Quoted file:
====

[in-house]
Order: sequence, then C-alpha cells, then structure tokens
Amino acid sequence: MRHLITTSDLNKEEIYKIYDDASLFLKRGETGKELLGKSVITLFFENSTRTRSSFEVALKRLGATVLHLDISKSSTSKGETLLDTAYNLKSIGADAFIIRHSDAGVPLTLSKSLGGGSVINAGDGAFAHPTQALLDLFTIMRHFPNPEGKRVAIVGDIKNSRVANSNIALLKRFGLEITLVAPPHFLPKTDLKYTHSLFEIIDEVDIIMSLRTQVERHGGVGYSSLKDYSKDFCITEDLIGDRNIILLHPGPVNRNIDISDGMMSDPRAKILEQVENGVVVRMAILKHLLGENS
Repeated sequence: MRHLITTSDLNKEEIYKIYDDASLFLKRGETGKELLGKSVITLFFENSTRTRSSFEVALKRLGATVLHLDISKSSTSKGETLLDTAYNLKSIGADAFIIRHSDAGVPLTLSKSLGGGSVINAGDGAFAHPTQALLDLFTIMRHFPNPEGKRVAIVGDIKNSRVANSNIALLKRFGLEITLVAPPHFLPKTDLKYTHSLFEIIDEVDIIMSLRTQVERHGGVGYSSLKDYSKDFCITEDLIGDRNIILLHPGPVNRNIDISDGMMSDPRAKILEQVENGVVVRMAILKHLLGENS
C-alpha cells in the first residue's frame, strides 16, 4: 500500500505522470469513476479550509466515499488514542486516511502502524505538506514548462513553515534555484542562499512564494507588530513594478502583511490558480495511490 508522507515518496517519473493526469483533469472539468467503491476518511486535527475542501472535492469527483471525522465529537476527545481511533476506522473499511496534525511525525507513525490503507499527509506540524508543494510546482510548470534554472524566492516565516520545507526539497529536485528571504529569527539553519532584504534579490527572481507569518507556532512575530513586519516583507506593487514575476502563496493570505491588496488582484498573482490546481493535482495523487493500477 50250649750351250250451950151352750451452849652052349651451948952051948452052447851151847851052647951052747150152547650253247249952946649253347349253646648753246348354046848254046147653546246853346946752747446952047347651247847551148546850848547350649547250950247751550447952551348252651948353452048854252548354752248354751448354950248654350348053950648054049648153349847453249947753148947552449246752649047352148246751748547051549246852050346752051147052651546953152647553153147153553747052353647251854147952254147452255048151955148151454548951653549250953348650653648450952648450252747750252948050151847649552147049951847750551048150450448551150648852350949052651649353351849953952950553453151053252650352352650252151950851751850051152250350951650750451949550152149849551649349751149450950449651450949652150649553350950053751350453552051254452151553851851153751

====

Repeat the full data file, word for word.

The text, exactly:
[in-house]
Order: sequence, then C-alpha cells, then structure tokens
Amino acid sequence: MRHLITTSDLNKEEIYKIYDDASLFLKRGETGKELLGKSVITLFFENSTRTRSSFEVALKRLGATVLHLDISKSSTSKGETLLDTAYNLKSIGADAFIIRHSDAGVPLTLSKSLGGGSVINAGDGAFAHPTQALLDLFTIMRHFPNPEGKRVAIVGDIKNSRVANSNIALLKRFGLEITLVAPPHFLPKTDLKYTHSLFEIIDEVDIIMSLRTQVERHGGVGYSSLKDYSKDFCITEDLIGDRNIILLHPGPVNRNIDISDGMMSDPRAKILEQVENGVVVRMAILKHLLGENS
Repeated sequence: MRHLITTSDLNKEEIYKIYDDASLFLKRGETGKELLGKSVITLFFENSTRTRSSFEVALKRLGATVLHLDISKSSTSKGETLLDTAYNLKSIGADAFIIRHSDAGVPLTLSKSLGGGSVINAGDGAFAHPTQALLDLFTIMRHFPNPEGKRVAIVGDIKNSRVANSNIALLKRFGLEITLVAPPHFLPKTDLKYTHSLFEIIDEVDIIMSLRTQVERHGGVGYSSLKDYSKDFCITEDLIGDRNIILLHPGPVNRNIDISDGMMSDPRAKILEQVENGVVVRMAILKHLLGENS
C-alpha cells in the first residue's frame, strides 16, 4: 500500500505522470469513476479550509466515499488514542486516511502502524505538506514548462513553515534555484542562499512564494507588530513594478502583511490558480495511490 508522507515518496517519473493526469483533469472539468467503491476518511486535527475542501472535492469527483471525522465529537476527545481511533476506522473499511496534525511525525507513525490503507499527509506540524508543494510546482510548470534554472524566492516565516520545507526539497529536485528571504529569527539553519532584504534579490527572481507569518507556532512575530513586519516583507506593487514575476502563496493570505491588496488582484498573482490546481493535482495523487493500477 50250649750351250250451950151352750451452849652052349651451948952051948452052447851151847851052647951052747150152547650253247249952946649253347349253646648753246348354046848254046147653546246853346946752747446952047347651247847551148546850848547350649547250950247751550447952551348252651948353452048854252548354752248354751448354950248654350348053950648054049648153349847453249947753148947552449246752649047352148246751748547051549246852050346752051147052651546953152647553153147153553747052353647251854147952254147452255048151955148151454548951653549250953348650653648450952648450252747750252948050151847649552147049951847750551048150450448551150648852350949052651649353351849953952950553453151053252650352352650252151950851751850051152250350951650750451949550152149849551649349751149450950449651450949652150649553350950053751350453552051254452151553851851153751